The focus of this course is on dynamic systems or those that change with time. It is particularly focused on engineering applications although much of the theory and applications could also be applied to other fields as well
.

''''Dynamic systems

The speed of computers doubles approximately every 18 months. From 2000-2015 the speed of computers increased by about 1000 times.

Dynamic optimization is simulation and
to:
0 = f(dx/dt,x,p)
0 < g(dx/dt,x,p)

In this case, the differential and algebraic equations are condensed into ''f(dx/dt,x)'' and any algebraic expressions simply omit the derivative terms. Expressions may either be equality (''f'') or inequality (''g'') constraints.

!!!!Exercise
Develop a mathematical description of the motion of an object in one dimension where there is a frictional resistance that is proportional to the velocity. Solve the equations analytically and numerically and determine the numerical error with finer discretization.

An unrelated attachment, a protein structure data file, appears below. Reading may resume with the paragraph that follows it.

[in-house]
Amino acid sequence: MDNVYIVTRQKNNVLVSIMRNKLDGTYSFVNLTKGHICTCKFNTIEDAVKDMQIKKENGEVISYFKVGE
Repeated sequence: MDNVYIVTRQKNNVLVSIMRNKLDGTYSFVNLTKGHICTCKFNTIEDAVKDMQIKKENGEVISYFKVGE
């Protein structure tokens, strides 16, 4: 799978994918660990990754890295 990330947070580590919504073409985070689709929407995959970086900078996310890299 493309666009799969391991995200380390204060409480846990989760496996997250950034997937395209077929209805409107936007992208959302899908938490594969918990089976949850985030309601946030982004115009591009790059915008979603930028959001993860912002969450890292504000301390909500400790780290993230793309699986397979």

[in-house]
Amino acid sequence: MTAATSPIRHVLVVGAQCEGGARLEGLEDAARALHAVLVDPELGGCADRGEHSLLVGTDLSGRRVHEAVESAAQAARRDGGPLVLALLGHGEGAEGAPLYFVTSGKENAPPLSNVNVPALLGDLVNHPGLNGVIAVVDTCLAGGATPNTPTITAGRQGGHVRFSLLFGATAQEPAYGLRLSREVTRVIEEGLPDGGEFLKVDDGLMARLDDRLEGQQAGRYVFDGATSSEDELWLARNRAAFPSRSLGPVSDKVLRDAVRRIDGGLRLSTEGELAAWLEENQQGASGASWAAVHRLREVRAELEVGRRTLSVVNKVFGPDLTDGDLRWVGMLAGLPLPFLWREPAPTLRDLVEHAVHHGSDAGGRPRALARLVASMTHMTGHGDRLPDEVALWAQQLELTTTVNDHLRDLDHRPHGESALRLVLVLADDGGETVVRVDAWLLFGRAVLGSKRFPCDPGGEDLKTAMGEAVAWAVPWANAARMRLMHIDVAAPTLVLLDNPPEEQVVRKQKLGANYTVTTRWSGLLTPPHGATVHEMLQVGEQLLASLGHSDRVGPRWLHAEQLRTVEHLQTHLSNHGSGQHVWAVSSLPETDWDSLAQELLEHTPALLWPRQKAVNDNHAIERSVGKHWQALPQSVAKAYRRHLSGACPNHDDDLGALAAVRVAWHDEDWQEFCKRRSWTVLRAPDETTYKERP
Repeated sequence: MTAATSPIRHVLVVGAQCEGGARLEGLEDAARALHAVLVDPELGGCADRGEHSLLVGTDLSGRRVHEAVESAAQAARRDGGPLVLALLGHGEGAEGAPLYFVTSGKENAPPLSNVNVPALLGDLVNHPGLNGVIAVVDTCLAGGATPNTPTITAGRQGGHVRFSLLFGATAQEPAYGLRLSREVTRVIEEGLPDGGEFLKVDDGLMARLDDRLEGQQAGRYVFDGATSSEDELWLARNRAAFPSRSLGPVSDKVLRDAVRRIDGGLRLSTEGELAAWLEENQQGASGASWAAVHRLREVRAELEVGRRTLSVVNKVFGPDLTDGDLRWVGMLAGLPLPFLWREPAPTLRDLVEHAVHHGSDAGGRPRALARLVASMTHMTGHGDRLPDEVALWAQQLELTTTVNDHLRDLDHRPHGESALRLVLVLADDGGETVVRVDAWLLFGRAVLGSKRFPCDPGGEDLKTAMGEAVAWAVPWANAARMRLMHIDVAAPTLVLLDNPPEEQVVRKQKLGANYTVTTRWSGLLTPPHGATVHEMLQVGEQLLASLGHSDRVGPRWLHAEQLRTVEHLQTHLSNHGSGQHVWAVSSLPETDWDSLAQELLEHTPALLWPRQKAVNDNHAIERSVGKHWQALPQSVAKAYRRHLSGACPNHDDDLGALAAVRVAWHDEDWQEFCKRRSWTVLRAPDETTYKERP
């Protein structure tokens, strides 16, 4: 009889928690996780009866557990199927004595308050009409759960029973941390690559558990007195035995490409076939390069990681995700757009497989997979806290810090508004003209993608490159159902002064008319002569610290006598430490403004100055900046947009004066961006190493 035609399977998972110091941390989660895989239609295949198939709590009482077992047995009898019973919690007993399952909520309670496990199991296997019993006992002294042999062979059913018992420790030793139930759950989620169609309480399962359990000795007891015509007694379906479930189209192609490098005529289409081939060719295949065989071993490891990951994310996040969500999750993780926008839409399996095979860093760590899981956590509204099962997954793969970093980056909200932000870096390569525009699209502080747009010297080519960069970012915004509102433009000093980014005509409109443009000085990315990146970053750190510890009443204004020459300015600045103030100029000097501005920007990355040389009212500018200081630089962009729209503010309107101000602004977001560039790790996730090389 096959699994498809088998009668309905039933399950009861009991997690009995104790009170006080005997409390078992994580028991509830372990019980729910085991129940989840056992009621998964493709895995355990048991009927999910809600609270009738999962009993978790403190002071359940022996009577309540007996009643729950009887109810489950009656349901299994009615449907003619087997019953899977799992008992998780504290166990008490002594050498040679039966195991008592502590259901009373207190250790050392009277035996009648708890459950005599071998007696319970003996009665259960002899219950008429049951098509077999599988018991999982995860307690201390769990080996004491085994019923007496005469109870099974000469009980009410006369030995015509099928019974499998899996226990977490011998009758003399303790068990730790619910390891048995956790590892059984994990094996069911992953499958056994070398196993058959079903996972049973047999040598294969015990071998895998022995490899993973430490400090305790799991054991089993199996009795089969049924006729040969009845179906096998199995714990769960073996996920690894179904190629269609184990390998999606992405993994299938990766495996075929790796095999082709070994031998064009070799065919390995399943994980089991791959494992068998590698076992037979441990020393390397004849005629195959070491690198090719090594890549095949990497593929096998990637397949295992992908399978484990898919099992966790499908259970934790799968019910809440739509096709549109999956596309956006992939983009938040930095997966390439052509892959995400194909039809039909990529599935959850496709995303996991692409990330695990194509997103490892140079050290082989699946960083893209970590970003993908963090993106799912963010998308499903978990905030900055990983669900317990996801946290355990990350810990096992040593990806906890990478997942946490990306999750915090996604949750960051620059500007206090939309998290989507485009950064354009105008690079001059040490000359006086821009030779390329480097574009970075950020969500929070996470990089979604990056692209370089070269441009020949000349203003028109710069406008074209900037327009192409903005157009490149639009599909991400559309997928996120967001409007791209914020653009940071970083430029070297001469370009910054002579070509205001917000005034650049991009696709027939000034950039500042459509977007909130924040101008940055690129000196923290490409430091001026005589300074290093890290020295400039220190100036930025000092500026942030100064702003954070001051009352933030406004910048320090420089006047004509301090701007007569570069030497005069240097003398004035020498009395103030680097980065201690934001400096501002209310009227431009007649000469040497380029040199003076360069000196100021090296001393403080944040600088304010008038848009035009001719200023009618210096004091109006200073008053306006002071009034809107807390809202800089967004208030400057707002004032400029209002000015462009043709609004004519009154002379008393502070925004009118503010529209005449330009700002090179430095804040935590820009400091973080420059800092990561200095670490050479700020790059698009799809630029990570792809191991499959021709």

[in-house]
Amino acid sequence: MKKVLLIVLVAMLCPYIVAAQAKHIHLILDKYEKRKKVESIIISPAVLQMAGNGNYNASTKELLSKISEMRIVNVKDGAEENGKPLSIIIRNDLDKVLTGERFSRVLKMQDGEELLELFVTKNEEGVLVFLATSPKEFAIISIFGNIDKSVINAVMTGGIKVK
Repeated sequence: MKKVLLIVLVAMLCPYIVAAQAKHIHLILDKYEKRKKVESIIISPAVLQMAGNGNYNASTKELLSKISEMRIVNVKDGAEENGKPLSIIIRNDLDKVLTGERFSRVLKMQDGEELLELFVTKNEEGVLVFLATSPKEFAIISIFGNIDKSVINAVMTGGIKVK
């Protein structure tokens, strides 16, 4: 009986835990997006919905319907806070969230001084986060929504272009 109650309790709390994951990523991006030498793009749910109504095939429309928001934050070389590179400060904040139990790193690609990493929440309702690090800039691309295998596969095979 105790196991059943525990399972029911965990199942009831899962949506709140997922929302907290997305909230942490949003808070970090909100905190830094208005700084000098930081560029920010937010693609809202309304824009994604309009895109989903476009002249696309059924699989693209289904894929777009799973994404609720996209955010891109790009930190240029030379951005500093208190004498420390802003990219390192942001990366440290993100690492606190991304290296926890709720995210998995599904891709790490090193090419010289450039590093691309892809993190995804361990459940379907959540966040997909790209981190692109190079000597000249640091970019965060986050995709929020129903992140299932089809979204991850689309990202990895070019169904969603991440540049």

Integrate the system from zero initial time to steady state and assume that the object is initially at rest
.
Changed lines 39-43 from:
An exact solution ''x(t)'' may exist from an analytic approach to solving the differential equations. In the in example case, the solution is found by integrating both sides of the differential equations. With the object initially at rest, this translates to zero initial conditions. An initial condition must be specified for each differential variable (those variables that appear in differential terms). In this case, the acceleration ''a'' is determined by the first equation but does not appear in differential form such as ''da/dt''.  Values of the parameters must be specified over the selected integration time horizon. The time horizon spans from the initial time where the initial conditions are specified to a future time ''t'_f_'''.